The two purposes of National Parks are, in short,
Considering the economic and social well-being of the community is also a duty.
Most of the time it is possible to achieve both by good management. Occasionally a situation arises where access for the public is in direct conflict with conservation. Following the Sandford principle, the Environment Act 1995 sets down that in such cases conservation must take priority. Similar provision has been made for Scottish national parks.
The Sandford Principle is often misquoted as "conservation has priority over recreation"; however, importantly, it is better summarised as, "where those two purposes cannot be reconciled by skilful management, conservation should come first".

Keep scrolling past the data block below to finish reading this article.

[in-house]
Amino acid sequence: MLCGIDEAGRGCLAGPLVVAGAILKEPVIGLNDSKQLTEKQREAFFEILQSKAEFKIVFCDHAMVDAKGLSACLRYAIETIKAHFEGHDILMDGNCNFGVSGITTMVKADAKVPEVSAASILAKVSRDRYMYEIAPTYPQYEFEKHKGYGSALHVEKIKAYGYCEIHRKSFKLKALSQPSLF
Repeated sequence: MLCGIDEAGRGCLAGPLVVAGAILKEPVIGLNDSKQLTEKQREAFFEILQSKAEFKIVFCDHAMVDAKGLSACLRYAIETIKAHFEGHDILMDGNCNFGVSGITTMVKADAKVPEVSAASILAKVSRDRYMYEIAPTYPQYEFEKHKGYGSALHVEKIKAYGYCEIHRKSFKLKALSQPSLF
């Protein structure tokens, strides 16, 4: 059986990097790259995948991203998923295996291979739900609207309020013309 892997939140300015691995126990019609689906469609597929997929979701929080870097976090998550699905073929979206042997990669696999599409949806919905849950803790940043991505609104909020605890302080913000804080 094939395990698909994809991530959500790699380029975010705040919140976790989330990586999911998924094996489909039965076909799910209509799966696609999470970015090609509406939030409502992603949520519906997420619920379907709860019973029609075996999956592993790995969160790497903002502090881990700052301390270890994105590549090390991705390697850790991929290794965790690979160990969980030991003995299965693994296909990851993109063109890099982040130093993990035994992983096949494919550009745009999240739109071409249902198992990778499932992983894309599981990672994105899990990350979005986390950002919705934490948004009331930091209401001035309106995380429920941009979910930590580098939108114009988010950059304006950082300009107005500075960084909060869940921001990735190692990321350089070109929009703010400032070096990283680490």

The Sandford Principle was first used in UK National Park management, and is still most commonly encountered in that context. However, where this dilemma has occurred in the management of other sites where public pressure and wildlife conservation might be in conflict, the principle has been quoted in the discussions about how to proceed. Although its legal force is restricted to National Parks, it seems as though this important principle may have wider uses.
Dismay as huge plantation goes ahead despite farming and wildlife concerns; Festive trees bring no joy to village
Aug 10, 2000; APPROVAL was given yesterday for a massive Christmas tree plantation near the Stirlingshire village of Gartmore, provoking bitter...